@ -290,7 +290,7 @@ static int locomo_suspend(struct platform_device *dev, pm_message_t state)
save->LCM_GPO = locomo_readl(lchip->base + LOCOMO_GPO); /* GPIO */
locomo_writel(0x00, lchip->base + LOCOMO_GPO);
save->LCM_SPICT = locomo_readl(lchip->base + LOCOMO_SPI + LOCOMO_SPICT); /* SPI */
locomo_writel(0x40, lchip->base + LOCOMO_SPICT);
locomo_writel(0x40, lchip->base + LOCOMO_SPI + LOCOMO_SPICT);
save->LCM_GPE = locomo_readl(lchip->base + LOCOMO_GPE); /* GPIO */
locomo_writel(0x00, lchip->base + LOCOMO_GPE);
save->LCM_ASD = locomo_readl(lchip->base + LOCOMO_ASD); /* ADSTART */
@ -418,7 +418,7 @@ __locomo_probe(struct device *me, struct resource *mem, int irq)
/* Longtime timer */
locomo_writel(0, lchip->base + LOCOMO_LTINT);
/* SPI */
locomo_writel(0, lchip->base + LOCOMO_SPIIE);
locomo_writel(0, lchip->base + LOCOMO_SPI + LOCOMO_SPIIE);
locomo_writel(6 + 8 + 320 + 30 - 10, lchip->base + LOCOMO_ASD);
r = locomo_readl(lchip->base + LOCOMO_ASD);
@ -707,7 +707,7 @@ void locomo_m62332_senddata(struct locomo_dev *ldev, unsigned int dac_data, int
udelay(DAC_SCL_HIGH_HOLD_TIME); /* 4.7 usec */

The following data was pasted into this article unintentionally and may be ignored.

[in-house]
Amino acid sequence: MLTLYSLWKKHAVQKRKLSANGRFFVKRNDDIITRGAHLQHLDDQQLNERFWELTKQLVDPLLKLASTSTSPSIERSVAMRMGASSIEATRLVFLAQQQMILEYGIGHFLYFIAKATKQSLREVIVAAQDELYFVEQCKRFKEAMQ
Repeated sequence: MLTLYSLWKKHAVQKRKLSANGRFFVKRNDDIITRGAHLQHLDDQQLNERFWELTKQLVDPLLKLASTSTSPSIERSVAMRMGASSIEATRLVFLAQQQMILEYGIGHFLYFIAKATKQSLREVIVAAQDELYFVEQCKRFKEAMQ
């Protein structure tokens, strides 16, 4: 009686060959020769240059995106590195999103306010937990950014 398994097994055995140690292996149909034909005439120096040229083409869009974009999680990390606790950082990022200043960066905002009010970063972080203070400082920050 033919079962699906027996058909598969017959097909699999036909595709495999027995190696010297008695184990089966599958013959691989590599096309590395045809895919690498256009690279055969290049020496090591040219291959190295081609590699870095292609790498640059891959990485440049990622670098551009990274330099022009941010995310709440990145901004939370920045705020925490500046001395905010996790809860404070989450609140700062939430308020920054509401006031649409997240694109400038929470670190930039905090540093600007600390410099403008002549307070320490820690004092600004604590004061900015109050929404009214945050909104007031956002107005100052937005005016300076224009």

if (locomo_readl(mapbase + LOCOMO_DAC) & LOCOMO_DAC_SDAOEB) { /* High is error */
printk(KERN_WARNING "locomo: m62332_senddata Error 1\n");
return;
goto out;
}
/* Send Sub address (LSB is channel select) */
@ -735,7 +735,7 @@ void locomo_m62332_senddata(struct locomo_dev *ldev, unsigned int dac_data, int
udelay(DAC_SCL_HIGH_HOLD_TIME); /* 4.7 usec */
if (locomo_readl(mapbase + LOCOMO_DAC) & LOCOMO_DAC_SDAOEB) { /* High is error */
printk(KERN_WARNING "locomo: m62332_senddata Error 2\n");
return;
goto out;
}
/* Send DAC data */
@ -760,9 +760,9 @@ void locomo_m62332_senddata(struct locomo_dev *ldev, unsigned int dac_data, int
udelay(DAC_SCL_HIGH_HOLD_TIME); /* 4.7 usec */
if (locomo_readl(mapbase + LOCOMO_DAC) & LOCOMO_DAC_SDAOEB) { /* High is error */
printk(KERN_WARNING "locomo: m62332_senddata Error 3\n");
return;
}
out:
/* stop */
r = locomo_readl(mapbase + LOCOMO_DAC);
r &= ~(LOCOMO_DAC_SCLOEB);

38
arch/arm/include/asm/cacheflush.h

@ -15,6 +15,7 @@
#include <asm/glue.h>
#include <asm/shmparam.h>
#include <asm/cachetype.h>
#include <asm/outercache.h>
#define CACHE_COLOUR(vaddr) ((vaddr & (SHMLBA - 1)) >> PAGE_SHIFT)
@ -219,12 +220,6 @@ struct cpu_cache_fns {
void (*dma_flush_range)(const void *, const void *);
};
struct outer_cache_fns {
void (*inv_range)(unsigned long, unsigned long);
void (*clean_range)(unsigned long, unsigned long);
void (*flush_range)(unsigned long, unsigned long);
};
/*
* Select the calling method
*/
@ -281,37 +276,6 @@ extern void dmac_flush_range(const void *, const void *);
#endif
#ifdef CONFIG_OUTER_CACHE
extern struct outer_cache_fns outer_cache;
static inline void outer_inv_range(unsigned long start, unsigned long end)
{
if (outer_cache.inv_range)
outer_cache.inv_range(start, end);
}
static inline void outer_clean_range(unsigned long start, unsigned long end)